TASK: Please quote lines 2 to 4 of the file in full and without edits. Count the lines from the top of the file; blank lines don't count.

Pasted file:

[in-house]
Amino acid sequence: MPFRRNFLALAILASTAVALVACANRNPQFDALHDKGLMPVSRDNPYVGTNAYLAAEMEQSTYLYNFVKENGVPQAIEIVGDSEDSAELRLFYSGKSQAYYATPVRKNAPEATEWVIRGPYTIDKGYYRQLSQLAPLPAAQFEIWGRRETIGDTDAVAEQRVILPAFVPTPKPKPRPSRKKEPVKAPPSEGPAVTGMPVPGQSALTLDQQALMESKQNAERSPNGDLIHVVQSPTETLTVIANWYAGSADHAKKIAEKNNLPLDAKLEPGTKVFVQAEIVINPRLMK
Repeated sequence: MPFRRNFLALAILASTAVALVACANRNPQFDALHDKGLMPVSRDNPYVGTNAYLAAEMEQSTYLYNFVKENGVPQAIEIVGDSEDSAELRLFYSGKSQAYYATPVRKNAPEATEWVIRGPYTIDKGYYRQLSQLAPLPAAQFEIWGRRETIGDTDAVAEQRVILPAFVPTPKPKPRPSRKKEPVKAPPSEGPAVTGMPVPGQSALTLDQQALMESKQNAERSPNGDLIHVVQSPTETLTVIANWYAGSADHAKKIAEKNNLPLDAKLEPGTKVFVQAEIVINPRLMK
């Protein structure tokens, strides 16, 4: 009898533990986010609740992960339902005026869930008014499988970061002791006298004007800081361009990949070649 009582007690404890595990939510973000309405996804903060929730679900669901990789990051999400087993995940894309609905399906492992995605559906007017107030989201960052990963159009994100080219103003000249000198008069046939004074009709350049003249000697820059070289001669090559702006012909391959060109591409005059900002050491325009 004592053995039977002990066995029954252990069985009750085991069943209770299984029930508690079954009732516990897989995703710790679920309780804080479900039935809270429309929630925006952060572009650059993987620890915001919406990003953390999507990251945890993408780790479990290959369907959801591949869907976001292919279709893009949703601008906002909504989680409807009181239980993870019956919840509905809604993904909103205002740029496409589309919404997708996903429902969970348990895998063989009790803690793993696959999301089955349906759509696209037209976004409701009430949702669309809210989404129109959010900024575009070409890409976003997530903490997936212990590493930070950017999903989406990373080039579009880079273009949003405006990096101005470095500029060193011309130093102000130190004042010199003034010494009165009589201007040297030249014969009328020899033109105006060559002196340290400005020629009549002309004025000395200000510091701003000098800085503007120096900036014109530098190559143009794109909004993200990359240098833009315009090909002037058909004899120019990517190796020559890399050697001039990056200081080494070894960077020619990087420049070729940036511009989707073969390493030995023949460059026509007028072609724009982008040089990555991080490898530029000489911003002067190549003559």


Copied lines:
Amino acid sequence: MPFRRNFLALAILASTAVALVACANRNPQFDALHDKGLMPVSRDNPYVGTNAYLAAEMEQSTYLYNFVKENGVPQAIEIVGDSEDSAELRLFYSGKSQAYYATPVRKNAPEATEWVIRGPYTIDKGYYRQLSQLAPLPAAQFEIWGRRETIGDTDAVAEQRVILPAFVPTPKPKPRPSRKKEPVKAPPSEGPAVTGMPVPGQSALTLDQQALMESKQNAERSPNGDLIHVVQSPTETLTVIANWYAGSADHAKKIAEKNNLPLDAKLEPGTKVFVQAEIVINPRLMK
Repeated sequence: MPFRRNFLALAILASTAVALVACANRNPQFDALHDKGLMPVSRDNPYVGTNAYLAAEMEQSTYLYNFVKENGVPQAIEIVGDSEDSAELRLFYSGKSQAYYATPVRKNAPEATEWVIRGPYTIDKGYYRQLSQLAPLPAAQFEIWGRRETIGDTDAVAEQRVILPAFVPTPKPKPRPSRKKEPVKAPPSEGPAVTGMPVPGQSALTLDQQALMESKQNAERSPNGDLIHVVQSPTETLTVIANWYAGSADHAKKIAEKNNLPLDAKLEPGTKVFVQAEIVINPRLMK
């Protein structure tokens, strides 16, 4: 009898533990986010609740992960339902005026869930008014499988970061002791006298004007800081361009990949070649 009582007690404890595990939510973000309405996804903060929730679900669901990789990051999400087993995940894309609905399906492992995605559906007017107030989201960052990963159009994100080219103003000249000198008069046939004074009709350049003249000697820059070289001669090559702006012909391959060109591409005059900002050491325009 004592053995039977002990066995029954252990069985009750085991069943209770299984029930508690079954009732516990897989995703710790679920309780804080479900039935809270429309929630925006952060572009650059993987620890915001919406990003953390999507990251945890993408780790479990290959369907959801591949869907976001292919279709893009949703601008906002909504989680409807009181239980993870019956919840509905809604993904909103205002740029496409589309919404997708996903429902969970348990895998063989009790803690793993696959999301089955349906759509696209037209976004409701009430949702669309809210989404129109959010900024575009070409890409976003997530903490997936212990590493930070950017999903989406990373080039579009880079273009949003405006990096101005470095500029060193011309130093102000130190004042010199003034010494009165009589201007040297030249014969009328020899033109105006060559002196340290400005020629009549002309004025000395200000510091701003000098800085503007120096900036014109530098190559143009794109909004993200990359240098833009315009090909002037058909004899120019990517190796020559890399050697001039990056200081080494070894960077020619990087420049070729940036511009989707073969390493030995023949460059026509007028072609724009982008040089990555991080490898530029000489911003002067190549003559």